I know that external commands are run in the shell by creating a separate process, but what exactly happens when a built-in command is run in a shell?

Are they executed as a function, or does the shell create a new thread to execute them?

  • That's going to be shell-specific. And it probably varies depending on the command (and possibly how its used in a pipe).
    – derobert
    Jun 18, 2013 at 20:22
  • okay for example if the shell is bash, and command is 'cd', so how is it implemented? Jun 18, 2013 at 20:25

3 Answers 3


For your concrete example, there is a function cd_builtin, which is defined in builtins/cd.def (in the bash source code). It normally does a cd by calling that function. But it may fork first if you use it in a pipeline—for example, cd / | echo forks and calls cd_builtin in the child. You can also notice this by how the directory doesn't actually change:

anthony@Zia:~$ cd /tmp/
anthony@Zia:/tmp$ cd / | echo -n
anthony@Zia:/tmp$ cd /

Notice how the directory only changes when I don't pipe from cd.


Built-in commands, by definition, are executed inside the main executable, as opposed to in a different program.

All shell commands are synchronous: the shell waits for the command to complete before it executes the next one. When running an external command, the shell has to create a separate process to run that command, and wait for it to exit. When running a built-in command, there is no need to create a new thread of execution: the command is executed inside the main thread.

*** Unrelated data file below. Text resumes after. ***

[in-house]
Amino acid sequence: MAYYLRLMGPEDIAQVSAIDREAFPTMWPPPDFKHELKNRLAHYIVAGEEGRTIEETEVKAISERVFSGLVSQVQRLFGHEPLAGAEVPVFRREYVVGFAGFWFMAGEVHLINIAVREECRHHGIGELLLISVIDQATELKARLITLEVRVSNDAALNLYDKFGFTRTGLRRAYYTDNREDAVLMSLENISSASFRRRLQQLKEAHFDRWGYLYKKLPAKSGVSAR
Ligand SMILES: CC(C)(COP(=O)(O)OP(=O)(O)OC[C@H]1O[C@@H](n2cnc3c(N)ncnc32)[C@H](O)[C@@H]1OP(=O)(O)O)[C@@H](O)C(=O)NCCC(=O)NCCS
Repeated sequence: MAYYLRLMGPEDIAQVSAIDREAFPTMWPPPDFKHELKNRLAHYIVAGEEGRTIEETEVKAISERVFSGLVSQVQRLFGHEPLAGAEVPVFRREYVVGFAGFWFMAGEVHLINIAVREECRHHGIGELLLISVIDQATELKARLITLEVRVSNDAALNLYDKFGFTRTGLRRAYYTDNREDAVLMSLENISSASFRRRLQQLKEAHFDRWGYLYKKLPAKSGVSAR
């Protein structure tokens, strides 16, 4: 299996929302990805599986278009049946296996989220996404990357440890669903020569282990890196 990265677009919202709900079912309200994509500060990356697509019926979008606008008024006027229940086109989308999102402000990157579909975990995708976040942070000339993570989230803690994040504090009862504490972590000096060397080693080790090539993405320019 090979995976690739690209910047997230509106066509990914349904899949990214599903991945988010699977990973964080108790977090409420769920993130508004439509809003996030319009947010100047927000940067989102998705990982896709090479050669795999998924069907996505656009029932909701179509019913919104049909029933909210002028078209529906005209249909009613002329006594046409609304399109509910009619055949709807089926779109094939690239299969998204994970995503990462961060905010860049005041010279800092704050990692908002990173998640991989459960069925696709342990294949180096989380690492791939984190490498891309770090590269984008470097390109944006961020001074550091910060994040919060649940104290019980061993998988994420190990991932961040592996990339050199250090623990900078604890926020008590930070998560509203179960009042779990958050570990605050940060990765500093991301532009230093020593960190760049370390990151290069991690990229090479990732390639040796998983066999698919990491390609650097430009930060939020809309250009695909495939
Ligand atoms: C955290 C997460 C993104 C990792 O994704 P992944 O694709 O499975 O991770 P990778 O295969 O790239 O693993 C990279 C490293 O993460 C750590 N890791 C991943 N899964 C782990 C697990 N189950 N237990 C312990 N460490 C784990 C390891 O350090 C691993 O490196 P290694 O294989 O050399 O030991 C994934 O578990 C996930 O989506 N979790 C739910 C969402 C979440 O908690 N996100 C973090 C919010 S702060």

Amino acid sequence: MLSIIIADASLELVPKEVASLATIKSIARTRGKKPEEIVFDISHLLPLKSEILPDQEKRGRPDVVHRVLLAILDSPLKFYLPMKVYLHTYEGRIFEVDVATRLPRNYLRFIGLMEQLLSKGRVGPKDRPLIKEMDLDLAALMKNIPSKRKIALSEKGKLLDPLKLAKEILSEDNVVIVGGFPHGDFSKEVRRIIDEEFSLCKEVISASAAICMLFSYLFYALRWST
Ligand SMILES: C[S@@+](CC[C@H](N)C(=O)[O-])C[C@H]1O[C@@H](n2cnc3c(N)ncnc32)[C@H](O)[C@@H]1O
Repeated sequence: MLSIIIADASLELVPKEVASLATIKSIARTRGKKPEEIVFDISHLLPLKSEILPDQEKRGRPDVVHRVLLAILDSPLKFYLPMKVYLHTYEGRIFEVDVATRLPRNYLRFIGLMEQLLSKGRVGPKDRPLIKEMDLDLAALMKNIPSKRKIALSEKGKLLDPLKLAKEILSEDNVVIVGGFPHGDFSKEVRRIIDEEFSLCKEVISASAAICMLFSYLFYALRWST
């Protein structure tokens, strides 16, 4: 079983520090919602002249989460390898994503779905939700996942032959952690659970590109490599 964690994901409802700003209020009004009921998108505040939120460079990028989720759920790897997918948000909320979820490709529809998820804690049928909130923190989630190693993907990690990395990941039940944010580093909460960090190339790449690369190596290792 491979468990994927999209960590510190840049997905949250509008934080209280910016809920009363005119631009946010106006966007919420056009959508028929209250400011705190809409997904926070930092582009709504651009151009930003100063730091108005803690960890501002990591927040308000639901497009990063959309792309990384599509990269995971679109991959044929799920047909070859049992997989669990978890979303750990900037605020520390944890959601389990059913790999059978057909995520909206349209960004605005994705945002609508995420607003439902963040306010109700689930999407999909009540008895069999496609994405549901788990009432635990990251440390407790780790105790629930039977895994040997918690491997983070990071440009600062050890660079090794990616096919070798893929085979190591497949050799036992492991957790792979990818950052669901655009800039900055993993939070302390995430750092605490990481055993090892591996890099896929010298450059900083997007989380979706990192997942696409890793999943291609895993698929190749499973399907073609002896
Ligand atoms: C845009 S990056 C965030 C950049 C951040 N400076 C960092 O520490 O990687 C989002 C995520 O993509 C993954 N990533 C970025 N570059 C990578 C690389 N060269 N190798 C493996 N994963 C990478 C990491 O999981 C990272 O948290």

I don't think any of the common shells use threads in their internal design. Shell capabilities are pretty tied with the traditional single-thread-per-process Unix model, there's no problem in shell design that threads would solve.

It's highly likely that every builtin is implemented by a function at some level in the shell's source code.


I would think they run as a function within the space of the bash executable. There is a comment in the Advanced Bash Scripting Guide that states it as follows:


A builtin is a command contained within the Bash tool set, literally built in. This is either for performance reasons -- builtins execute faster than external commands, which usually require forking off 1 a separate process -- or because a particular builtin needs direct access to the shell internals.

  • but here we aren't creating a new process, we are creating a new thread whose execution is faster than creating a process. i agree that function implementation is faster than thread creation. But the scenario here is this for the execution time: process creation>thread creation>function calling. We can't be sure whether it is thread or function Jun 18, 2013 at 20:21
  • 2
    I think you're getting hung up on semantics. I'm pretty sure these are serviced by function calls by bash. My reasoning is that if I watch my bash process using a tool such as htop configured to show threads, there aren't any when I run the different built-in commands to bash.
    – slm
    Jun 18, 2013 at 20:27
  • okay thank you for the clarification, i will check it Jun 18, 2013 at 20:29

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